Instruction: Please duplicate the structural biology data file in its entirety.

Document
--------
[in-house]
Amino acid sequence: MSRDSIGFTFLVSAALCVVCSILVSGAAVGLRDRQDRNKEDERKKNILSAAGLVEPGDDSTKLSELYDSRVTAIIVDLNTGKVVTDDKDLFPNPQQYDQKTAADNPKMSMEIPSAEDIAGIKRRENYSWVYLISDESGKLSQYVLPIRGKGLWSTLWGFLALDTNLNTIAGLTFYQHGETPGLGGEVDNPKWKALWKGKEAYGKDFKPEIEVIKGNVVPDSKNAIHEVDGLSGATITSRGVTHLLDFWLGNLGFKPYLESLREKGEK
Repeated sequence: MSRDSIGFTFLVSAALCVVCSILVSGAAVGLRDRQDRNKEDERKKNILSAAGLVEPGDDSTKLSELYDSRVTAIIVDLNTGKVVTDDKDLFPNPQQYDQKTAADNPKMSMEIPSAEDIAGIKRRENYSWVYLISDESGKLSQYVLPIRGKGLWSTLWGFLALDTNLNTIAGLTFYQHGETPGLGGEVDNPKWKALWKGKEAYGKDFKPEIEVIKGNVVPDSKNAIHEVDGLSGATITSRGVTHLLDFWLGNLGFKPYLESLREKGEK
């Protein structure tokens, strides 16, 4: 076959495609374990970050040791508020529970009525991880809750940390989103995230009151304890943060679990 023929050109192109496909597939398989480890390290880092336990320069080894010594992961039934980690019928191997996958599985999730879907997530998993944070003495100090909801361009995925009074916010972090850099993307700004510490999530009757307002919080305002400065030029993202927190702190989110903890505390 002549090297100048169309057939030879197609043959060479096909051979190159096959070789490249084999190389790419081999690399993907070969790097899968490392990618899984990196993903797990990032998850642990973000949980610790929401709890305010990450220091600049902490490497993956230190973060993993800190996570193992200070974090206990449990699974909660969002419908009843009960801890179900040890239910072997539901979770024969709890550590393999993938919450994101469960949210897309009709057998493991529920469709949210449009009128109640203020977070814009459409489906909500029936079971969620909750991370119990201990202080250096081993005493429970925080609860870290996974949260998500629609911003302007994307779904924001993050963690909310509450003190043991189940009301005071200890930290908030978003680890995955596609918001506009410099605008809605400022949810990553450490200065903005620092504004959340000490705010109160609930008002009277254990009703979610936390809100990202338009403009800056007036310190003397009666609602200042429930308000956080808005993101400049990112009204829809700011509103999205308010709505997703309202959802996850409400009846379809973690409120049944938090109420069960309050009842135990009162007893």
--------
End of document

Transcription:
[in-house]
Amino acid sequence: MSRDSIGFTFLVSAALCVVCSILVSGAAVGLRDRQDRNKEDERKKNILSAAGLVEPGDDSTKLSELYDSRVTAIIVDLNTGKVVTDDKDLFPNPQQYDQKTAADNPKMSMEIPSAEDIAGIKRRENYSWVYLISDESGKLSQYVLPIRGKGLWSTLWGFLALDTNLNTIAGLTFYQHGETPGLGGEVDNPKWKALWKGKEAYGKDFKPEIEVIKGNVVPDSKNAIHEVDGLSGATITSRGVTHLLDFWLGNLGFKPYLESLREKGEK
Repeated sequence: MSRDSIGFTFLVSAALCVVCSILVSGAAVGLRDRQDRNKEDERKKNILSAAGLVEPGDDSTKLSELYDSRVTAIIVDLNTGKVVTDDKDLFPNPQQYDQKTAADNPKMSMEIPSAEDIAGIKRRENYSWVYLISDESGKLSQYVLPIRGKGLWSTLWGFLALDTNLNTIAGLTFYQHGETPGLGGEVDNPKWKALWKGKEAYGKDFKPEIEVIKGNVVPDSKNAIHEVDGLSGATITSRGVTHLLDFWLGNLGFKPYLESLREKGEK
């Protein structure tokens, strides 16, 4: 076959495609374990970050040791508020529970009525991880809750940390989103995230009151304890943060679990 023929050109192109496909597939398989480890390290880092336990320069080894010594992961039934980690019928191997996958599985999730879907997530998993944070003495100090909801361009995925009074916010972090850099993307700004510490999530009757307002919080305002400065030029993202927190702190989110903890505390 002549090297100048169309057939030879197609043959060479096909051979190159096959070789490249084999190389790419081999690399993907070969790097899968490392990618899984990196993903797990990032998850642990973000949980610790929401709890305010990450220091600049902490490497993956230190973060993993800190996570193992200070974090206990449990699974909660969002419908009843009960801890179900040890239910072997539901979770024969709890550590393999993938919450994101469960949210897309009709057998493991529920469709949210449009009128109640203020977070814009459409489906909500029936079971969620909750991370119990201990202080250096081993005493429970925080609860870290996974949260998500629609911003302007994307779904924001993050963690909310509450003190043991189940009301005071200890930290908030978003680890995955596609918001506009410099605008809605400022949810990553450490200065903005620092504004959340000490705010109160609930008002009277254990009703979610936390809100990202338009403009800056007036310190003397009666609602200042429930308000956080808005993101400049990112009204829809700011509103999205308010709505997703309202959802996850409400009846379809973690409120049944938090109420069960309050009842135990009162007893």